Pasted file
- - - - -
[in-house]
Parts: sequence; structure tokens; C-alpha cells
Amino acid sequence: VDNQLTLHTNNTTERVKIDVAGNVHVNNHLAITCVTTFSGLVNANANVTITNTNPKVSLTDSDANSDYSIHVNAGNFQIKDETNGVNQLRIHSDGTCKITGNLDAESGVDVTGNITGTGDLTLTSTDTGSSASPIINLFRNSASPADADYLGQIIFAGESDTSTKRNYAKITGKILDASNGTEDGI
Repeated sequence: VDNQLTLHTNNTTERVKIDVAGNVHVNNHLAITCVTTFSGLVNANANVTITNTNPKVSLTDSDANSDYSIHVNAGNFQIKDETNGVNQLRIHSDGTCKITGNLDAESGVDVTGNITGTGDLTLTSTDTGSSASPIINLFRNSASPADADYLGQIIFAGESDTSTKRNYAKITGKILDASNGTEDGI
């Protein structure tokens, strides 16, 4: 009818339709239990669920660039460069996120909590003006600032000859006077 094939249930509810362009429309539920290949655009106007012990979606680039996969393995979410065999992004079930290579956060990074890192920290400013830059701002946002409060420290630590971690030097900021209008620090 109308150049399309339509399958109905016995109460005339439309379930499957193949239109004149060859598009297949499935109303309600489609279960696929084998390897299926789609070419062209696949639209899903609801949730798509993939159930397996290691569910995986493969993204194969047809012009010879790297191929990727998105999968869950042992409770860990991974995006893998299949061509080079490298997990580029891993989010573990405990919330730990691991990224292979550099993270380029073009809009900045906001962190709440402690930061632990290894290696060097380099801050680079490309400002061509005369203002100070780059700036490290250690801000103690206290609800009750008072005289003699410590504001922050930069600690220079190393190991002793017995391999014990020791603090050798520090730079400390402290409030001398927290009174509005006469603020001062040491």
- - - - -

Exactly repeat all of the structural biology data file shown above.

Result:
[in-house]
Parts: sequence; structure tokens; C-alpha cells
Amino acid sequence: VDNQLTLHTNNTTERVKIDVAGNVHVNNHLAITCVTTFSGLVNANANVTITNTNPKVSLTDSDANSDYSIHVNAGNFQIKDETNGVNQLRIHSDGTCKITGNLDAESGVDVTGNITGTGDLTLTSTDTGSSASPIINLFRNSASPADADYLGQIIFAGESDTSTKRNYAKITGKILDASNGTEDGI
Repeated sequence: VDNQLTLHTNNTTERVKIDVAGNVHVNNHLAITCVTTFSGLVNANANVTITNTNPKVSLTDSDANSDYSIHVNAGNFQIKDETNGVNQLRIHSDGTCKITGNLDAESGVDVTGNITGTGDLTLTSTDTGSSASPIINLFRNSASPADADYLGQIIFAGESDTSTKRNYAKITGKILDASNGTEDGI
């Protein structure tokens, strides 16, 4: 009818339709239990669920660039460069996120909590003006600032000859006077 094939249930509810362009429309539920290949655009106007012990979606680039996969393995979410065999992004079930290579956060990074890192920290400013830059701002946002409060420290630590971690030097900021209008620090 109308150049399309339509399958109905016995109460005339439309379930499957193949239109004149060859598009297949499935109303309600489609279960696929084998390897299926789609070419062209696949639209899903609801949730798509993939159930397996290691569910995986493969993204194969047809012009010879790297191929990727998105999968869950042992409770860990991974995006893998299949061509080079490298997990580029891993989010573990405990919330730990691991990224292979550099993270380029073009809009900045906001962190709440402690930061632990290894290696060097380099801050680079490309400002061509005369203002100070780059700036490290250690801000103690206290609800009750008072005289003699410590504001922050930069600690220079190393190991002793017995391999014990020791603090050798520090730079400390402290409030001398927290009174509005006469603020001062040491």